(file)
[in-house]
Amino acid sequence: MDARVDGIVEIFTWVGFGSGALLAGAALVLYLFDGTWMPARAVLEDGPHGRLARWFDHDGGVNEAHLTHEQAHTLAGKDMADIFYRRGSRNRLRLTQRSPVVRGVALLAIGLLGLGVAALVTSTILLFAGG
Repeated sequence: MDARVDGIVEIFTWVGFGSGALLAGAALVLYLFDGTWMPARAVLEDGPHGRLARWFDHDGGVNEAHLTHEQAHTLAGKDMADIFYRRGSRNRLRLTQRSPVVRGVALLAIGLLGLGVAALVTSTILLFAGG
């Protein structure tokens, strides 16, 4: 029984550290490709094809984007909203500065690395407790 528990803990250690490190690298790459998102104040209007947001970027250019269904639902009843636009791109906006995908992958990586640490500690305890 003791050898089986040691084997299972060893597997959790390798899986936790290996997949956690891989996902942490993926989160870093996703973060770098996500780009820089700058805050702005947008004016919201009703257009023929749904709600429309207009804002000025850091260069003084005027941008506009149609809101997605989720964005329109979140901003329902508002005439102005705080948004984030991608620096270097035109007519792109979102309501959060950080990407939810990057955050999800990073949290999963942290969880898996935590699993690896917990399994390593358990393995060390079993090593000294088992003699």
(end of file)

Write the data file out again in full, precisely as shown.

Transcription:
[in-house]
Amino acid sequence: MDARVDGIVEIFTWVGFGSGALLAGAALVLYLFDGTWMPARAVLEDGPHGRLARWFDHDGGVNEAHLTHEQAHTLAGKDMADIFYRRGSRNRLRLTQRSPVVRGVALLAIGLLGLGVAALVTSTILLFAGG
Repeated sequence: MDARVDGIVEIFTWVGFGSGALLAGAALVLYLFDGTWMPARAVLEDGPHGRLARWFDHDGGVNEAHLTHEQAHTLAGKDMADIFYRRGSRNRLRLTQRSPVVRGVALLAIGLLGLGVAALVTSTILLFAGG
């Protein structure tokens, strides 16, 4: 029984550290490709094809984007909203500065690395407790 528990803990250690490190690298790459998102104040209007947001970027250019269904639902009843636009791109906006995908992958990586640490500690305890 003791050898089986040691084997299972060893597997959790390798899986936790290996997949956690891989996902942490993926989160870093996703973060770098996500780009820089700058805050702005947008004016919201009703257009023929749904709600429309207009804002000025850091260069003084005027941008506009149609809101997605989720964005329109979140901003329902508002005439102005705080948004984030991608620096270097035109007519792109979102309501959060950080990407939810990057955050999800990073949290999963942290969880898996935590699993690896917990399994390593358990393995060390079993090593000294088992003699």